There’s more to writing a press release than the average person thinks. Not only is there a particular format to follow (headline, summary, date, content, about the company), but there are also a set of standard procedures you should adhere to. This is known as “Proper AP Style.” No clue what that means? If not, read on and learn how to make sure your press releases follow commonly held stylistic procedures.
What is AP Style?
AP stands for “Associated Press.” This is the group who has set various regulations in place for print news publications to follow. While these aren’t the only rules out there, they are the most commonly followed in the industry. The Associated Press has also set standards for press releases, which will be discussed at length below.
Some AP Rules to Keep in Mind When Writing a Press Release
1. Set your main objective in your introduction. We’ve discussed this at length on this blog before. It is standard practice to set your goal in the beginning. If the editor reads the first line or two without finding the objective of the release, they’re going to toss it and move on to the next.
2. Cover the five Ws in the body of the release. Once you have an editor’s attention, you need to deliver the pay off. Following the 5 Ws will make this happen. In other words, make sure you give them all the information they need to write a full story. That way they don’t have to dig deep, because as you know, they don’t have the time to dig deep on their tight deadlines.
3. Check your spacing with punctuation. Here’s where it starts getting a little more technical. While it may seem picky, you should only use one space after punctuation—none before. This may be different for you, as some people like to add two spaces after punctuation.
4. Drop that extra comma. Typically when you list items in a series, you have the option to use a comma or not before that last and. For example: I ate bananas, peanut butter, and chocolate. Or: I ate bananas, peanut butter and chocolate. Well, when following AP Style, you drop that last comma. I’m going to admit, it drives me nuts. I like the last comma, but I’ve had to make myself quit using it when writing press releases.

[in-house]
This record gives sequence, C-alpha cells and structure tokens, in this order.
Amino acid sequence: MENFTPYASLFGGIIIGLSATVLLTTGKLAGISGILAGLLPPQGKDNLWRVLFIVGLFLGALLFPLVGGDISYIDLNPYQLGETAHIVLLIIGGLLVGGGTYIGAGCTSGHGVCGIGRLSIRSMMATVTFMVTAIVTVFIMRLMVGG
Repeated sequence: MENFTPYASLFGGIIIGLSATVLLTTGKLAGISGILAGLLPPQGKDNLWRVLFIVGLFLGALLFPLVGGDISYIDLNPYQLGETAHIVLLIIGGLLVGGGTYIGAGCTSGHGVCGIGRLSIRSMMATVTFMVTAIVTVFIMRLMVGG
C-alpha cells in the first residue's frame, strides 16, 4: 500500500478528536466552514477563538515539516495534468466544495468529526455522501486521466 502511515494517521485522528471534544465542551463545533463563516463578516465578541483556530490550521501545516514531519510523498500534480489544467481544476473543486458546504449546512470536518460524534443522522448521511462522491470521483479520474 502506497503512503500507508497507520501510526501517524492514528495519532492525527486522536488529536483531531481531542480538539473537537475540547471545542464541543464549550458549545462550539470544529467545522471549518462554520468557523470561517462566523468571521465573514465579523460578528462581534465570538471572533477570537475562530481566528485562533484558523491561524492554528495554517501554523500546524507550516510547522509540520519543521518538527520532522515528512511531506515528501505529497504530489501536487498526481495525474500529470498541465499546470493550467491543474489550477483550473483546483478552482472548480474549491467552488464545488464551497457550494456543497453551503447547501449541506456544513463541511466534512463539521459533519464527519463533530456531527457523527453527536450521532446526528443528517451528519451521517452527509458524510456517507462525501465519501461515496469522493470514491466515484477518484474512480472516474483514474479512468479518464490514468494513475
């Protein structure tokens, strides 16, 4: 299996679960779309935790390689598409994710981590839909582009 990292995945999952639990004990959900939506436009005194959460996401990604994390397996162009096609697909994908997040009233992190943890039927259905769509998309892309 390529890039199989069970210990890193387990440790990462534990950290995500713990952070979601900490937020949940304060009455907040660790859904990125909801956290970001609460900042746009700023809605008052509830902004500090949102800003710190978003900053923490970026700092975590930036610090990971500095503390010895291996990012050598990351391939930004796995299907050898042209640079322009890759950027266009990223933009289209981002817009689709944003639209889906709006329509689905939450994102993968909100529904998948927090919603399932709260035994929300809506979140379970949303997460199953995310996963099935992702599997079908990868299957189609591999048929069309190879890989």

5. Use full names and titles only when introducing someone. When you first introduce someone in your release, like a CEO for example, you need to give their full name and title. But after that, don’t keep doing so, as it will prove superfluous and make your writing sound clunky. After the introduction, simply use their last name.
6. Get your numbers right. AP Style rules for numbers are a bit tricky. Spell out numbers 1-9. After that, use numerals like “10.” Also, use numbers for dates, and abbreviate months with more than five letters.
Why AP Style is Important When Writing a Press Release
Yes, it seems trivial. Who cares if you get all the little intricacies correct? Well, editors do. And since you want them to pick up your story, you need to play by their rules. Sounds pretty simple, right?
Do you format your press releases for AP? Any other rules you find to be most important?
Tags: news publications, press releases, punctuation, tight deadlines, writing a press release
This article is written by Mickie Kennedy, founder of eReleases (http://www.ereleases.com), the online leader in affordable press release distribution. Download your free copy of the Beginner’s Guide to Writing Powerful Press Releases here: http://www.ereleases.com/insider/beginnersguide.html